When I began writing for the post calvin, I told myself that I wouldn’t write about moving.

As my apartment ceiling began to leak copiously in the night, I reminded myself of that promise. 

As I searched apartment after ludicrously overpriced apartment, I told myself that everyone moves in their twenties, and no one will want to read another retrospective on it.

“Everyone moves constantly in their twenties!” people love to tell me when I express despair over the toil that yet another major transition takes on my routine-loving heart. “I moved umpteen times in my day!” they say. I don’t point out that umpteen isn’t a real number because hey, I’m not a mathematician, as anyone who has ever listened to me try to add numbers in my head will assure you. 

So, this post is not about moving.

Instead, it’s about the ways my life is shifting. Many of these shifts are ones I’ve long hoped for: I have been entering new social spaces on a near overwhelming basis the last couple of months and dreaming up future adventures and hobbies to chase after. I started taking comedy classes, and I’m excited by the possibility of actually pursuing this secret passion in a way I’d never allowed myself before. The version of me that grasped at life and came up empty at the beginning of this year is beginning to take her leave. 

But this post is not about her moving.

There’s a stress to the new environments I’ve been relentlessly flinging myself toward, like the feeling of constantly auditioning to be someone’s friend, or the bravery it takes to choose to go somewhere new instead of hermiting away in my apartment. But beyond that, I feel a stiffening worry that the newness will turn sour, that everything will go wrong.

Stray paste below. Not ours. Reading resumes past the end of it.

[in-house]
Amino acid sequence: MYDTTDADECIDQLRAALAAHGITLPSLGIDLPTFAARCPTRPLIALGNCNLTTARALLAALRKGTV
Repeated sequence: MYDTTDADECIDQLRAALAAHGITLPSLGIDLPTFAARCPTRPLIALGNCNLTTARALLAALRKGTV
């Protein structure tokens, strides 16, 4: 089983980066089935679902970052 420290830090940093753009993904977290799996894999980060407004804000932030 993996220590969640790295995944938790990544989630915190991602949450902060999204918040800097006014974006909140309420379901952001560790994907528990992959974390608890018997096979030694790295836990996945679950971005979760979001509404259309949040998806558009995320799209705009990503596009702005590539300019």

I am afraid of change and I am afraid that things will stop changing, like everything will stutter to a halt and I’ll be back where I was, unmoving. 

I tell people that I feel superstitious about gratitude. The seed of this feeling was certainly watered (like the apartment ceiling I’m not writing about) in the pandemic, where every time I expressed gratitude for a new opportunity, it was inevitably taken away. In July, I sit on a swing and tell my Mom that I’m feeling hopeful for the first time in a long time, like the empty spaces in my life may actually begin to fill. Then I knock on wood. 

But this post is not about the coworkers who ask me if I’m excited about my beautiful new space, and how nice it must be to have a bedroom now, and I’ll bet you’re not being woken up by that unhinged gamer shaking your walls in the dead of night, right? You must be so hopeful, right? 

I tell them I am not taking questions at this time.

When I go back to my old apartment to turn in the keys, I begin to finally see how shoddily it was constructed—how this space, with its broken toilet and booming neighbors, would never love me back. But I try not to feel victorious. I wake up to the sun shining in through a new window after the first uninterrupted sleep in several months, and I allow only a sliver of hope to fill me. 

Then I go outside and immediately smash the side view mirror clean off my car. 

When I start crying about this new development, the tears are also not about moving. I feel betrayed by joy again, even though the damage is not related to the move and was probably inevitable in a parking space that’s approximately the size of a small pea. 

I would like to be brave enough to feel euphoria and gratitude and excitement fully to my core again, like I did as a child. Instead, I watch joy through the corner of my eye. I take a bite out of it when no one is looking, and I try not to chew with my mouth open.

Being the genius of metaphors that I am, I managed to mangle the houseplant given to me as a housewarming gift. I still don’t know whether it was tossed in the move or taken to be revived by my Dad’s green thumb. The uncertainty would be an apt image, if this post were about moving. 

But it isn’t. So, I guess we’ll never know.

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